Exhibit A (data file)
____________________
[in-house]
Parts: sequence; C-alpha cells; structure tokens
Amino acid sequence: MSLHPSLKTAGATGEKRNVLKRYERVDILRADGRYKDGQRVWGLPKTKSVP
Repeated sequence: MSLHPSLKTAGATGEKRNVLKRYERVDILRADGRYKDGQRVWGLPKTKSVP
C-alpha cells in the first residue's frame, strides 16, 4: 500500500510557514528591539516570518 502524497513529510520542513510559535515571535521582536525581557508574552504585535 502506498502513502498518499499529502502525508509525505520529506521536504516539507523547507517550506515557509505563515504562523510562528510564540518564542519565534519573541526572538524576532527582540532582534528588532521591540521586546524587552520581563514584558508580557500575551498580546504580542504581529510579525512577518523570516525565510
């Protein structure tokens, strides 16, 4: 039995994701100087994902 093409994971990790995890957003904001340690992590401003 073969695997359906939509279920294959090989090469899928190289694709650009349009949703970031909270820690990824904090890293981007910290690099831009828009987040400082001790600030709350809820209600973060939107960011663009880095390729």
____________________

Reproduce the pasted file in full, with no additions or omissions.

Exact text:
[in-house]
Parts: sequence; C-alpha cells; structure tokens
Amino acid sequence: MSLHPSLKTAGATGEKRNVLKRYERVDILRADGRYKDGQRVWGLPKTKSVP
Repeated sequence: MSLHPSLKTAGATGEKRNVLKRYERVDILRADGRYKDGQRVWGLPKTKSVP
C-alpha cells in the first residue's frame, strides 16, 4: 500500500510557514528591539516570518 502524497513529510520542513510559535515571535521582536525581557508574552504585535 502506498502513502498518499499529502502525508509525505520529506521536504516539507523547507517550506515557509505563515504562523510562528510564540518564542519565534519573541526572538524576532527582540532582534528588532521591540521586546524587552520581563514584558508580557500575551498580546504580542504581529510579525512577518523570516525565510
């Protein structure tokens, strides 16, 4: 039995994701100087994902 093409994971990790995890957003904001340690992590401003 073969695997359906939509279920294959090989090469899928190289694709650009349009949703970031909270820690990824904090890293981007910290690099831009828009987040400082001790600030709350809820209600973060939107960011663009880095390729």